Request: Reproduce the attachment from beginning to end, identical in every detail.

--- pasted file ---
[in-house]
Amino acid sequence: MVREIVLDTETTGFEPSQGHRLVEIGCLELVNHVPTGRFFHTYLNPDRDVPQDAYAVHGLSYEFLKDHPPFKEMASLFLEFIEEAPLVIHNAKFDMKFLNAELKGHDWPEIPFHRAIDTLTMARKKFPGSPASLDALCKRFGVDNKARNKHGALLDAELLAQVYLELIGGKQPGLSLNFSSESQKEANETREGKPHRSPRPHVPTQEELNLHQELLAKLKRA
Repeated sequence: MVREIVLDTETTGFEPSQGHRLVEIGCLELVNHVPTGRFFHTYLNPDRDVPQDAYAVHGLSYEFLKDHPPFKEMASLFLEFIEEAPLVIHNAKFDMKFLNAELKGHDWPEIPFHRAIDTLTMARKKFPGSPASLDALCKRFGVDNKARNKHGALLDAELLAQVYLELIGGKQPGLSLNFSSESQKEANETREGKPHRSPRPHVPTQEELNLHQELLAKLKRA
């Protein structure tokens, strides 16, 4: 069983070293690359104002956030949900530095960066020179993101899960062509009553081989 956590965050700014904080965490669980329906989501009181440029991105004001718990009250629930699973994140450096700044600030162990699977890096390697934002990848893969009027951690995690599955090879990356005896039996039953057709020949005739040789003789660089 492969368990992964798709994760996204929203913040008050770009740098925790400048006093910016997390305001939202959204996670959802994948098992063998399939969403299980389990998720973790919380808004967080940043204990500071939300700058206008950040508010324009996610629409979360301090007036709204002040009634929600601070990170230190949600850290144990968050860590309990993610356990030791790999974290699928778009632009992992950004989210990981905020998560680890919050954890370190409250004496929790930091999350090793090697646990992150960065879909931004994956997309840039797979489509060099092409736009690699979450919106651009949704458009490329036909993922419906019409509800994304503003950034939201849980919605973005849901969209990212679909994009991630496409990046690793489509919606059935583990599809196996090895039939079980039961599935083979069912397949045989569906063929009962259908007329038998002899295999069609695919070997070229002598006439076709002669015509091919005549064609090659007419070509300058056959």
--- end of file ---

[in-house]
Amino acid sequence: MVREIVLDTETTGFEPSQGHRLVEIGCLELVNHVPTGRFFHTYLNPDRDVPQDAYAVHGLSYEFLKDHPPFKEMASLFLEFIEEAPLVIHNAKFDMKFLNAELKGHDWPEIPFHRAIDTLTMARKKFPGSPASLDALCKRFGVDNKARNKHGALLDAELLAQVYLELIGGKQPGLSLNFSSESQKEANETREGKPHRSPRPHVPTQEELNLHQELLAKLKRA
Repeated sequence: MVREIVLDTETTGFEPSQGHRLVEIGCLELVNHVPTGRFFHTYLNPDRDVPQDAYAVHGLSYEFLKDHPPFKEMASLFLEFIEEAPLVIHNAKFDMKFLNAELKGHDWPEIPFHRAIDTLTMARKKFPGSPASLDALCKRFGVDNKARNKHGALLDAELLAQVYLELIGGKQPGLSLNFSSESQKEANETREGKPHRSPRPHVPTQEELNLHQELLAKLKRA
């Protein structure tokens, strides 16, 4: 069983070293690359104002956030949900530095960066020179993101899960062509009553081989 956590965050700014904080965490669980329906989501009181440029991105004001718990009250629930699973994140450096700044600030162990699977890096390697934002990848893969009027951690995690599955090879990356005896039996039953057709020949005739040789003789660089 492969368990992964798709994760996204929203913040008050770009740098925790400048006093910016997390305001939202959204996670959802994948098992063998399939969403299980389990998720973790919380808004967080940043204990500071939300700058206008950040508010324009996610629409979360301090007036709204002040009634929600601070990170230190949600850290144990968050860590309990993610356990030791790999974290699928778009632009992992950004989210990981905020998560680890919050954890370190409250004496929790930091999350090793090697646990992150960065879909931004994956997309840039797979489509060099092409736009690699979450919106651009949704458009490329036909993922419906019409509800994304503003950034939201849980919605973005849901969209990212679909994009991630496409990046690793489509919606059935583990599809196996090895039939079980039961599935083979069912397949045989569906063929009962259908007329038998002899295999069609695919070997070229002598006439076709002669015509091919005549064609090659007419070509300058056959």